Saturday, October 9, 2010

Rock Star

I’ve been a religious rebel (the word “maverick” has been ruined for me by politicians) since I was young.  Perhaps this fact was foreshadowed when I played an angel in the first grade Christmas play.  You can easily see in the large photo of that occasion that my mother has pinned my wings on upside down.  The rebel made herself known during a slumber party I had at my house when I was 15.  I announced, prompted by what I do not recall, that most probably the first man and the first woman were not really named “Adam” and “Eve.”  A near riot ensued, and at least one girl threatened to call her mother to come pick her up in the middle of the night.

All my life, I’ve had trouble finding my footing on a spiritual path; stumbling over traditional church liturgy, much of the Bible, and even the prayer that all who call themselves Christian know by heart.  I’ve always felt alone.  My belief in the Source of Love has never seemed to be a good enough reason to feel that I really belong in any faith community.  And yet I persist.  I have longed for validation.

So it was that a few weeks ago, I signed up for a 10-week small group at church called “The Seeker’s Path:  Moving Beyond Belief.”  One of the major goals of the group is that “each participant will have been able to move beyond any traditional beliefs or practices that have hindered his or her spiritual growth and will have gained a new understanding of, and deeper relationship with, God.”

There are about ten of us.  Ninety minutes goes by in a flash.  We are safe to expose our hearts and minds to each other.  Safe!  We are encouraged, but not required, to do journaling and reading and homework assignments.  This week one of the homework assignments, #1 on the list of possibilities, was to “write a short poem, haiku, a very brief narrative or simply list key words that summarize your current relationship with God.” 

I thought I’d skip that one.  Not in the mood.  Too hard to pin down.  I’d feel a little bit shy.  OK, a lot shy.  Didn’t wanna.  Not going to do it.  But walking into the kitchen this morning to get my first cup of coffee, the image of God as a rock star hopped unbidden into my mind.  I have no idea where that came from.  Heh.  I sat down with the coffee and wrote this:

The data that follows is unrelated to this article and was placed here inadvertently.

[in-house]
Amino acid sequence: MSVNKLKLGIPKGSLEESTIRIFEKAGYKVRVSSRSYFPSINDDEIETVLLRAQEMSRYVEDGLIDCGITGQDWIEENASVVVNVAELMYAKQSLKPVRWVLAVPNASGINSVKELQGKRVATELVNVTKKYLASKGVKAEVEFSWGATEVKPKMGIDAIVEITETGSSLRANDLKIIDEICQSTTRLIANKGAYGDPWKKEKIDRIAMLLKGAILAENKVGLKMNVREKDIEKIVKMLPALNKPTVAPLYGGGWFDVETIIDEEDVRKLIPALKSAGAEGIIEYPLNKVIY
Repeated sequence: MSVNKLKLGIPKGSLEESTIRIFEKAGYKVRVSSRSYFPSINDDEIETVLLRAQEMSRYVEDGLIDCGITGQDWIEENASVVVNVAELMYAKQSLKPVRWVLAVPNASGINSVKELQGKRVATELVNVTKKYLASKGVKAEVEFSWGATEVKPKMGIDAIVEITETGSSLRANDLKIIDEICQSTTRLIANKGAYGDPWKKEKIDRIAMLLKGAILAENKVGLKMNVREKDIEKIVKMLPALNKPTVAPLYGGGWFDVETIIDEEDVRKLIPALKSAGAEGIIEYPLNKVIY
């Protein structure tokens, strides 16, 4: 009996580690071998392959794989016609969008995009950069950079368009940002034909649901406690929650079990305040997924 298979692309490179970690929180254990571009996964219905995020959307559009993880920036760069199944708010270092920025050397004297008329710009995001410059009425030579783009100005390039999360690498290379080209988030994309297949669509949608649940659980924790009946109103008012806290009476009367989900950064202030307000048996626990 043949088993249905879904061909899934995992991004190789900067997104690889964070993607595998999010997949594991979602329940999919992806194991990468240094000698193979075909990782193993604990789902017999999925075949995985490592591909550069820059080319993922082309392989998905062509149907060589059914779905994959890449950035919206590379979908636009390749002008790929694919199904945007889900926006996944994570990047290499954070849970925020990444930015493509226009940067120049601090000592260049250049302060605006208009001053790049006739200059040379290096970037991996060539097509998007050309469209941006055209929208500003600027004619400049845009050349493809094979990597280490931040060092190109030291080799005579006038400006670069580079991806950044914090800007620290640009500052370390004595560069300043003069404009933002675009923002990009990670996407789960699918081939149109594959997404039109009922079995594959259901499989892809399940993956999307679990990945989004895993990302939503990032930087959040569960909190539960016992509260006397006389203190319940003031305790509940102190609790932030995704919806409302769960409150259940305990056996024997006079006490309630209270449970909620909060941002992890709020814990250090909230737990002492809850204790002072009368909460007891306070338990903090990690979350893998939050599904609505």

Note To My Rock Star

Love, we’re good together when we’re alone, or with my friends.

We can talk about anything, and we laugh and cry together.

You understand me better than anyone ever has in my whole life.

But when your groupies and go-fers are around, and you’re wearing costumes and makeup and the crowd is screaming your Name, I wonder if I really know you. 

I wonder if that song you’re singing was really written for me.

Oh, honey, I’m just bitchin’.

I know your gift is for the world.


  1. You give me chills.

    And where's the photo, Ms Angel-Wings?


  2. Indeed, I like it too.

    (The book was a children's novel which I wrote while at teacher training college many years ago. It was published but I never got round to writing another one. I should have, maybe, but I'm sure it wasn't very good anyway. I don't think JK Rowling has much to worry about.)

  3. As a groupie and gofer, I hesitate to comment at all. But I love what you wrote, and I'm so glad you found this group. I was out of the church 21 years, didn't even like mention of the word "God," so I "get" where you are coming from. I happen to like liturgy, having been born & raised in the Episcopal Church. I love it, and it's in my blood and bones. But I know that's not true for everyone. Love your post. Love your quest. Live the questions.

  4. I really, really love this poem, Sharon. You are so fortunate to be a part of a group where you are safe to expose your heart. It's a pity that groups like that are so rare. And I love the name of the group. Seekers. A friend and I once joked that we wanted to start a new denomination called "Seekers."

    I can so relate to your spiritual journey. I have never, ever felt at home in a church, though I have been in churches where I, at least, felt welcome. But I haven't attended church regularly for thirty years. Mostly because Tom and I are just such oddballs. We don't feel at home in this world, so finding a church where we at least feel somewhat accepted for who we are is difficult. But still, we seek.